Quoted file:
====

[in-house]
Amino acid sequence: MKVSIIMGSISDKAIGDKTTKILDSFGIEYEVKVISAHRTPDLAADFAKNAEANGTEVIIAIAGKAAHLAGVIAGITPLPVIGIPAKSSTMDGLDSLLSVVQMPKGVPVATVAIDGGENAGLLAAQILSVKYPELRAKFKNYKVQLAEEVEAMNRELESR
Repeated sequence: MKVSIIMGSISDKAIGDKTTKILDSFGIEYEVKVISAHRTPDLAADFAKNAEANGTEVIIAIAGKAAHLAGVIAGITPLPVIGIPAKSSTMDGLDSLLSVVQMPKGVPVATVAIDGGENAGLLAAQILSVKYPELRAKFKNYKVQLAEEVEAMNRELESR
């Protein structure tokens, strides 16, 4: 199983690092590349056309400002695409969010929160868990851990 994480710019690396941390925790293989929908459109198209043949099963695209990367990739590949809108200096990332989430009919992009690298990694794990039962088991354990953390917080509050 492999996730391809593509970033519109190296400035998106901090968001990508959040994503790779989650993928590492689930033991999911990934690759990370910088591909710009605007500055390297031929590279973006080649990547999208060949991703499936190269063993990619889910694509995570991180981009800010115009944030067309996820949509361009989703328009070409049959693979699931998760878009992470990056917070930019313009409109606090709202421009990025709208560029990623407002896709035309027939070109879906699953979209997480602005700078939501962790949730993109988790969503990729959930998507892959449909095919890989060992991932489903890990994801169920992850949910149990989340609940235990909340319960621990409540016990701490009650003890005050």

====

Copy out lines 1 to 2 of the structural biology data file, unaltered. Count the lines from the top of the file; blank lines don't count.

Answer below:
[in-house]
Amino acid sequence: MKVSIIMGSISDKAIGDKTTKILDSFGIEYEVKVISAHRTPDLAADFAKNAEANGTEVIIAIAGKAAHLAGVIAGITPLPVIGIPAKSSTMDGLDSLLSVVQMPKGVPVATVAIDGGENAGLLAAQILSVKYPELRAKFKNYKVQLAEEVEAMNRELESR